“Lincoln’s daily visits to the telegraph office were…greatly relished by him and of course by the cipher-operators [Eckert (the chief); Albert E. H. Johnson (custodian of military telegrams; and Charles A. Tinker; Albert B. Chandler; & Bates (referred to facetiously by Johnson as the “Sacred Three”)].  Lincoln “would there relax from the strain and care ever present at the White House, and while waiting for fresh dispatches, or while they were being deciphered, would make running comments, or tell his inimitable stories.” (Bates, 9)  “One special room, between the instruments themselves and Secretary Stanton’s office, became Lincoln’s hideaway.  ‘There only was he comparatively free from interruption and he would frequently remain for hours, and sometimes all night.’  Other than the Executive Mansion itself, the president spent more time in the telegraph office than in any other place during his term.  The president would set up shop at the desk of the chief of the operation [Eckert], next to a window overlooking Pennsylvania Avenue.” (Wheeler, 10; Bates, 42)  Eckert gave a lengthy and well-known recollection of Lincoln’s writing the preliminary Emancipation Proclamation for Bates’ 1907 book (Bates, 138-153; Kunhardt 376-377).  Despite the office having some relative seclusion, it was still “the scene of many vitally important conferences between Lincoln and members of his cabinet, leading generals, congressmen and others, who soon learned that when the President was not at the White House he could most likely be found in the telegraph office.” (Bates, 42)  “[I]n the intervals of waiting [for important telegraphs to be received] he would write messages of inquiry, counsel and encouragement the generals in the field, to the governors of the loyal states and sometimes despatches announcing pardon or reprieve to soldiers under sentence of death for desertion or sleeping on post.  He almost lived in the telegraph office when a battle was in progress, and on other occasions would drop in, as he sometimes jocosely remarked, to get rid of the pestering crowd of office-seekers.” (Bates, 42) 

More than just a means of sending messages, Lincoln soon came to use “the telegraph as his personal news service… ‘His thoughts by day and anxiety by night fed upon the intelligence which the telegraph brought,’ Nicolay and Hay wrote.” (Wheeler, 11)  “When he knew some specially important message was in course of translation,” he would rivet himself over one of the cipher-operator’s shoulders.  Most often, however, “Lincoln’s habit was to go immediately to the drawer each time he came into our room, and read over the telegrams, beginning at the top, until he came to the one he had seen at his last previous visit.  When this point was reached he almost always said, ‘Well, boys, I am down to the raisins.’ (Bates, 40-41)  “It was an expression the president explained by spinning one of his folksy tales, about” “the little girl who celebrated her birthday by eating freely of many good things, topping off with raisins for dessert.  During the night she was taken violently ill, and when the doctor arrived she was busy casting up her accounts.  The genial doctor, scrutinizing the contents of the vessel, noticed some small black objects that had just appeared, and remarked to the anxious parent that all danger was past, as the child was ‘down to the raisins.’  ‘So,’ Lincoln said, ‘when I reach the message in this pile which I saw on my last visit, I know that I need go no further.’” (Bates, 41; Wheeler, 11-12)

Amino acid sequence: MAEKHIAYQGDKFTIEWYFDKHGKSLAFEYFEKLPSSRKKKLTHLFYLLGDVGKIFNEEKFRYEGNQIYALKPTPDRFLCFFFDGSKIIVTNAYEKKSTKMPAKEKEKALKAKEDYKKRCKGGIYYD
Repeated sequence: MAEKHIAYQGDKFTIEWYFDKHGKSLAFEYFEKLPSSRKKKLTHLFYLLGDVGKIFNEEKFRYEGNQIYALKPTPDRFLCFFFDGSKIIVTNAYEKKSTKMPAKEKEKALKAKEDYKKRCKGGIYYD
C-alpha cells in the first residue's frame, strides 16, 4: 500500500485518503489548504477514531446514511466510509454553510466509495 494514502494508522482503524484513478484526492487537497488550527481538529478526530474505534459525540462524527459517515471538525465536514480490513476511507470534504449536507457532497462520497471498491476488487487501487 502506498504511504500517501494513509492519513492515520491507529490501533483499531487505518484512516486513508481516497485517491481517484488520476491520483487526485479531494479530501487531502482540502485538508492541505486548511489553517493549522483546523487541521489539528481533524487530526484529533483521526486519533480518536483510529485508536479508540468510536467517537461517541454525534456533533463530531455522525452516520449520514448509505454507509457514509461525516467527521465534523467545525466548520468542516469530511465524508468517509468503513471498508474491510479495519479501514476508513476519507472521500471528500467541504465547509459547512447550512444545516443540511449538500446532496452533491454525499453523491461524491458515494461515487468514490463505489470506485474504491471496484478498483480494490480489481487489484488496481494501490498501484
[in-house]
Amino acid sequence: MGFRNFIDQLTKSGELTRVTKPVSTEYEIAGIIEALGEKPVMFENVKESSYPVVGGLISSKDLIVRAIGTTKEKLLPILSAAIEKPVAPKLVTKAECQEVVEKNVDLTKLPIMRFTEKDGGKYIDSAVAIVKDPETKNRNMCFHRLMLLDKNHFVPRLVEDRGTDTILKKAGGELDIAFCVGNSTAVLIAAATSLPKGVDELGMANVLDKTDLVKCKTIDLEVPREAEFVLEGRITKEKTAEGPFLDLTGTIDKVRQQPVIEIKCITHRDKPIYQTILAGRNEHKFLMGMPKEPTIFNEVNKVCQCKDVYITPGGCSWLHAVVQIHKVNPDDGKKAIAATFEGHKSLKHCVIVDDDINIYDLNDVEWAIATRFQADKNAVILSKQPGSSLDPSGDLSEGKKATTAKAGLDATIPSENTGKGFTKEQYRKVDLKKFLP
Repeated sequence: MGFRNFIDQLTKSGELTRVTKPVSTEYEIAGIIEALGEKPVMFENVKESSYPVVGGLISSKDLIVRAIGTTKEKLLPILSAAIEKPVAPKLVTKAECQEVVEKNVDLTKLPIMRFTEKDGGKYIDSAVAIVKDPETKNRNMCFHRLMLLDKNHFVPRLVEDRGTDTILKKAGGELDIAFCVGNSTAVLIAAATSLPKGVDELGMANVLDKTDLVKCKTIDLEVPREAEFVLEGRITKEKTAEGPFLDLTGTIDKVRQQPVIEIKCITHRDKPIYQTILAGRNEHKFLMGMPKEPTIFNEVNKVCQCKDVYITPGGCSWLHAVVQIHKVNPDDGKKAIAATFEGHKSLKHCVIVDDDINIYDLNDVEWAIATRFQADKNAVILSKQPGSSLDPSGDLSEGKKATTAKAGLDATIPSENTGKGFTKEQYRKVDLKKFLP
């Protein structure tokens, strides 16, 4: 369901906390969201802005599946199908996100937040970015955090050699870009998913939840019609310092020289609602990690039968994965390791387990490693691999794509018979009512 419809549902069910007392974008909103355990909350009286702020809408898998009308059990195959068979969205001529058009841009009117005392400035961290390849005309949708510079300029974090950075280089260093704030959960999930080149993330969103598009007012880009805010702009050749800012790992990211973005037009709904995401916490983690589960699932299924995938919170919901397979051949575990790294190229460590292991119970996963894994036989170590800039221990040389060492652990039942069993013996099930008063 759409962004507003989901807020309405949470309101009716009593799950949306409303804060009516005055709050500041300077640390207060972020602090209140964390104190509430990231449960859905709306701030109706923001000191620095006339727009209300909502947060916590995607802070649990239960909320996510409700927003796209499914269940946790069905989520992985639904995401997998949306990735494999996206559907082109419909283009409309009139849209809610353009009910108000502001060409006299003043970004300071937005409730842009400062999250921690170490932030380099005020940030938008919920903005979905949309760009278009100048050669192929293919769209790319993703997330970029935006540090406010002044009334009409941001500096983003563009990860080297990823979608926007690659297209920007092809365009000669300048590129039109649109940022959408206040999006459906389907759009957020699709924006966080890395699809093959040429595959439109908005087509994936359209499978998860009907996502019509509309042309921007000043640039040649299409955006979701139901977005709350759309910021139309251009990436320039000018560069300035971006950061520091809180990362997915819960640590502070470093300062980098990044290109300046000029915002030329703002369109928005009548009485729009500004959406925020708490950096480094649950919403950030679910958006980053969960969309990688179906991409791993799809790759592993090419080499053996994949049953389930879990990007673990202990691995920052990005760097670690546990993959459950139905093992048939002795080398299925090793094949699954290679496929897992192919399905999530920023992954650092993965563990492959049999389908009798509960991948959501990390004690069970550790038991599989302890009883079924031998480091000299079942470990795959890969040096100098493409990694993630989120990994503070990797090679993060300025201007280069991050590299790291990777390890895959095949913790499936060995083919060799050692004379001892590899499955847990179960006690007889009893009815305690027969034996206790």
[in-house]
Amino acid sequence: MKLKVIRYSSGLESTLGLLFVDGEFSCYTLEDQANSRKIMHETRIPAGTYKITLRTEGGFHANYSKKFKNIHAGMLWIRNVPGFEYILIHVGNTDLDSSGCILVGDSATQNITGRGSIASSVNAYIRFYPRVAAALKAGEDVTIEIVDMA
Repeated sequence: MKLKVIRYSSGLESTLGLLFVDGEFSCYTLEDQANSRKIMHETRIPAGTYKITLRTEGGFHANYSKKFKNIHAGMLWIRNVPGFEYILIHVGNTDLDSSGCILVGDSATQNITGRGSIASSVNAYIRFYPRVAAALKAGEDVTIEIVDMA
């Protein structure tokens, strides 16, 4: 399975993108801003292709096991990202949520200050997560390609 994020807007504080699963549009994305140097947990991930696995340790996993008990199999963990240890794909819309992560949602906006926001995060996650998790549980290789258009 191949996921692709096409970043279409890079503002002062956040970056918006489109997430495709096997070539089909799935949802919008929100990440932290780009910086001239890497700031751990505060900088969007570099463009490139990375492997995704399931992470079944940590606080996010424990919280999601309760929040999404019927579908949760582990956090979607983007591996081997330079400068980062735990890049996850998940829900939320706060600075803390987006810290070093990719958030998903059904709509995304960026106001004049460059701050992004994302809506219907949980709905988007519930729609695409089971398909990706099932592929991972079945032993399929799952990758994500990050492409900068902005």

Eckert and New York’s Thwarted “General Conflagration” of 1864

The day after Thanksgiving, 1864, with the help of Maj. Thomas T. Eckert, and a Confederate double-agent working in Canada, Major General John A. Dix and his men thwarted a massive terrorist plot to simultaneously burn at least a dozen NYC hotels, just as the blazes were lit. (Bates, 300)  Eckert went to New York on Thanksgiving Day, as the War Department had heard nothing further from the spy.  On the next day, the 25th, he called on Major General Dix who “had already been advised by Secretary Stanton of the machinations of the Confederate commissioners and their emissaries, but was wholly incredulous of the news about the burning of the city... Dix had already used every available means to track the conspirators, but without success, and the scheme appeared so diabolical that he concluded it was wholly imaginary.  Eckert tried to convince him, but could not...Superintendant Kennedy and Inspector Murray of the police department were called in conference, and they too proved to be unbelievers.”